Happy first of December! It’s wild to think that there’s only 31 days left in this decade (depending on what time/when you’re reading this), and it seems as though anytime you check in on the internet, there’s some sort of graphic or caption asking:
“what are you going to do with only ‘x’ amount of days left in this decade? Make it count!”
Or something of that nature.
If that feels good to you, by all means, ride that wave. But I wanted to take the opportunity to reframe that a bit for people who (like me) are a little turned off from things like resolutions or intense goal setting and cramming a lot within a short amount of time. Or any sort of pressure, really.
Instead, I want to give you permission to take these next 30-ish days as a means to reflect on all that you’ve already done, accomplished, witnessed, explored in this past decade. To celebrate all of it, the good and the not so good. The joy and the discomfort. The progress and the set-backs. All of these things are so detrimental to our growth, and it’s equally as important to reflect, as it is to do and take action.
If there are things that you would like to get done before this year is over, don’t steer clear. Do those things. But consider the reason behind them. Is it because you feel like you HAVE to before 2020 arrives? Is it a psychological game you’re playing with yourself? Are you caving into societal pressures? A deadline you’ve placed on yourself? (I’m so guilty of this from time to time).
Sure, some of us have quarterly deadlines within jobs that we have to meet – I get that, but I’m not so much referring to those circumstances.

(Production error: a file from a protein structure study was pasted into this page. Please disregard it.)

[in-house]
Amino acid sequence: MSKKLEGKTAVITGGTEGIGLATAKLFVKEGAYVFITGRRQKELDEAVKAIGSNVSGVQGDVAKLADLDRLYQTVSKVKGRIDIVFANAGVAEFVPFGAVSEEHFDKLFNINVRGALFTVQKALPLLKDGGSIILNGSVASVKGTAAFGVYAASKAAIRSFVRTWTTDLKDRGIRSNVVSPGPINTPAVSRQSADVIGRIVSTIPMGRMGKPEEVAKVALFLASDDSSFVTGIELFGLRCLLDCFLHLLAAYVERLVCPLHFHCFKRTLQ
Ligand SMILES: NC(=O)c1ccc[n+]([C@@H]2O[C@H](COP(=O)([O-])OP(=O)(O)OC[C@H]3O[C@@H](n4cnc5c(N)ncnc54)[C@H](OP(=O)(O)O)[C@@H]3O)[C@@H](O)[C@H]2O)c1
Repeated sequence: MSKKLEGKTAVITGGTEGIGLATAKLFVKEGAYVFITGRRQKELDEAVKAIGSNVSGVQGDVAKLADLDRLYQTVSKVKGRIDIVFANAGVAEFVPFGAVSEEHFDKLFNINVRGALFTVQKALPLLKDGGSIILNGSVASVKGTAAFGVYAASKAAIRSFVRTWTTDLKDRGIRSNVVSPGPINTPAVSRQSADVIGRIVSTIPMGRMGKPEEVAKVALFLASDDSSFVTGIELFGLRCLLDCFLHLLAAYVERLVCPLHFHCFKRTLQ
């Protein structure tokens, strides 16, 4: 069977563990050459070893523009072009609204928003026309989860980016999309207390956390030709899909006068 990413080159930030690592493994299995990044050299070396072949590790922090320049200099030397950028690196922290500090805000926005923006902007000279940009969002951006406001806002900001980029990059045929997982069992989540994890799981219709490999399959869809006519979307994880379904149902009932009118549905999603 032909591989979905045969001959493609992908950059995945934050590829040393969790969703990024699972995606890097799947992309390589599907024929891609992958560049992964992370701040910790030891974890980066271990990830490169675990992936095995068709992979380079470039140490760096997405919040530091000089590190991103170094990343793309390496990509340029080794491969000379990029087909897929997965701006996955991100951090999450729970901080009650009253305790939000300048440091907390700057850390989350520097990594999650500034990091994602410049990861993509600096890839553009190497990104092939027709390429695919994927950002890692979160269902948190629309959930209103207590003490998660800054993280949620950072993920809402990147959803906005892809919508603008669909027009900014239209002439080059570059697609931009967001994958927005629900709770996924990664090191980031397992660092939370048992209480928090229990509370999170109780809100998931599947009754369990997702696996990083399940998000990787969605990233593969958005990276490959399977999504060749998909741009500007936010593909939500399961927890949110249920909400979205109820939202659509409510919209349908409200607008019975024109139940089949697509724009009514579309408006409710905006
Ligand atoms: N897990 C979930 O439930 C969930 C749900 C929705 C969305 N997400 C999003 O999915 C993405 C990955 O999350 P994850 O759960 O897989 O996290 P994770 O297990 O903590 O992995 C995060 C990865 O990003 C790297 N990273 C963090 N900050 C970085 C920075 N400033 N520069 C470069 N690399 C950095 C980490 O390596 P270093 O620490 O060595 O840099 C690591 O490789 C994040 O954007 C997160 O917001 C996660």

Rather the pieces of your life that you’re actually in full control over. How much of that are you really surrendering to? How much of it feels genuinely good? And on the flip side, how much of it feels like shit? Without backlash from other people, what would you let go of? What would you put to rest? How important is it, really, that you do x, y and z within the next 30 days? I say this coming from a familiar place. I myself used to makeup wild reasons as to why I had to do something right then and there, or that if I didn’t get something accomplished before the new year hit, I had failed somehow. That sense of urgency nearly buried me into the ground.
So please consider this as a gentle reminder (to both my old-self and to you, wherever you’re at in this season of life) that it just isn’t true. Where you are is exactly where you need to be. Where you are, is enough. If that looks like a resting state, nurture it. If that looks like a motivated state, embrace it. If that feels like a spiritual or an explorative state, lean into it.
Just listen to your body. What’s making you expand? What’s making you contract?
Try your best to detach from the outside world about what it is that you “should” be doing or feeling in this season of life. Because the truth of the matter is that no one knows the answer to that question better than you.
And spoiler alert: No one ever will.
Enjoy this time, however that looks to you. For me, the next 30 days looks like taking time for some travel, resting by the ocean, watching holiday themed movies, giving myself space to write, to meditate at least 2 times a day, taking on some photo shoots (and also shooting just for myself), to start recording for the upcoming 3rd season of the podcast, and to take care of my body.
So for me, there’s still some work in there alongside my rest and rebooting – I’m writing and recording and I’ll still be shooting here and there, but there’s freedom in that. I’m not giving myself a deadline that by January 1st I’ll have x amount of things accomplished. I’m just doing what feels good to me right now, in this moment.
I hope this helps and simply serves as a different approach to the new decade approaching. Be gentle and soft with yourself – you are a living, breathing thing. Allow yourself to reboot in whatever way that looks and feels best for you.
As always, if you want to chat about this subject further or have any questions/comments, feel free to leave a comment below or you can always email me at firstname.lastname@example.org.